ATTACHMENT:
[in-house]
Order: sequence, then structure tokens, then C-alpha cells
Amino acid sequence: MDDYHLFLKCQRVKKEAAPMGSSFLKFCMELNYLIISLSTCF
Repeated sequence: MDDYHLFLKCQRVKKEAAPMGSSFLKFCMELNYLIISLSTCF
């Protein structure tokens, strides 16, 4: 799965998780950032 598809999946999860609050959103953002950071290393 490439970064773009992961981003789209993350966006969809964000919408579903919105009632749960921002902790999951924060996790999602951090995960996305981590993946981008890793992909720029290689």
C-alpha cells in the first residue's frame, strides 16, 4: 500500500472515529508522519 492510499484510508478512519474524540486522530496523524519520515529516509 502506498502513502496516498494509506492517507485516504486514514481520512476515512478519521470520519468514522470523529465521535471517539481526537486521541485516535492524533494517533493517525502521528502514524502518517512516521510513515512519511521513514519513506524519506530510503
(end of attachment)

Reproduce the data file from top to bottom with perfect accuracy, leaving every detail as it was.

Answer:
[in-house]
Order: sequence, then structure tokens, then C-alpha cells
Amino acid sequence: MDDYHLFLKCQRVKKEAAPMGSSFLKFCMELNYLIISLSTCF
Repeated sequence: MDDYHLFLKCQRVKKEAAPMGSSFLKFCMELNYLIISLSTCF
């Protein structure tokens, strides 16, 4: 799965998780950032 598809999946999860609050959103953002950071290393 490439970064773009992961981003789209993350966006969809964000919408579903919105009632749960921002902790999951924060996790999602951090995960996305981590993946981008890793992909720029290689």
C-alpha cells in the first residue's frame, strides 16, 4: 500500500472515529508522519 492510499484510508478512519474524540486522530496523524519520515529516509 502506498502513502496516498494509506492517507485516504486514514481520512476515512478519521470520519468514522470523529465521535471517539481526537486521541485516535492524533494517533493517525502521528502514524502518517512516521510513515512519511521513514519513506524519506530510503